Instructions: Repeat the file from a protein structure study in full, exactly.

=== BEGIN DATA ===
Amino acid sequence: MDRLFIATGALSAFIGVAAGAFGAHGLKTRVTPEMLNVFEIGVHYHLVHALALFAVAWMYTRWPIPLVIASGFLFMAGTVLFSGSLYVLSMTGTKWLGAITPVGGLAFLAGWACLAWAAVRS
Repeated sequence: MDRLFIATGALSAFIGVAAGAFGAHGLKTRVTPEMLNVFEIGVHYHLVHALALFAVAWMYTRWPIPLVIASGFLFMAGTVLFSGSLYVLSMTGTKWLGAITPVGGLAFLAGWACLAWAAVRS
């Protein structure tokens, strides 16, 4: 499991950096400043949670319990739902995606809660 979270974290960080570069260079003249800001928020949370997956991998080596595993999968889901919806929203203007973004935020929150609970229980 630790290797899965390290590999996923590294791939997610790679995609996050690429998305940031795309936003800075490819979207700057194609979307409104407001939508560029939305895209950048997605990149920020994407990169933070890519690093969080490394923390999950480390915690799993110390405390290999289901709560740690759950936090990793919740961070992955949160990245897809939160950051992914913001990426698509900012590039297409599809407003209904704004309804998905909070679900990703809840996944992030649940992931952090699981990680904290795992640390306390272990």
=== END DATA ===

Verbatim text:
Amino acid sequence: MDRLFIATGALSAFIGVAAGAFGAHGLKTRVTPEMLNVFEIGVHYHLVHALALFAVAWMYTRWPIPLVIASGFLFMAGTVLFSGSLYVLSMTGTKWLGAITPVGGLAFLAGWACLAWAAVRS
Repeated sequence: MDRLFIATGALSAFIGVAAGAFGAHGLKTRVTPEMLNVFEIGVHYHLVHALALFAVAWMYTRWPIPLVIASGFLFMAGTVLFSGSLYVLSMTGTKWLGAITPVGGLAFLAGWACLAWAAVRS
């Protein structure tokens, strides 16, 4: 499991950096400043949670319990739902995606809660 979270974290960080570069260079003249800001928020949370997956991998080596595993999968889901919806929203203007973004935020929150609970229980 630790290797899965390290590999996923590294791939997610790679995609996050690429998305940031795309936003800075490819979207700057194609979307409104407001939508560029939305895209950048997605990149920020994407990169933070890519690093969080490394923390999950480390915690799993110390405390290999289901709560740690759950936090990793919740961070992955949160990245897809939160950051992914913001990426698509900012590039297409599809407003209904704004309804998905909070679900990703809840996944992030649940992931952090699981990680904290795992640390306390272990």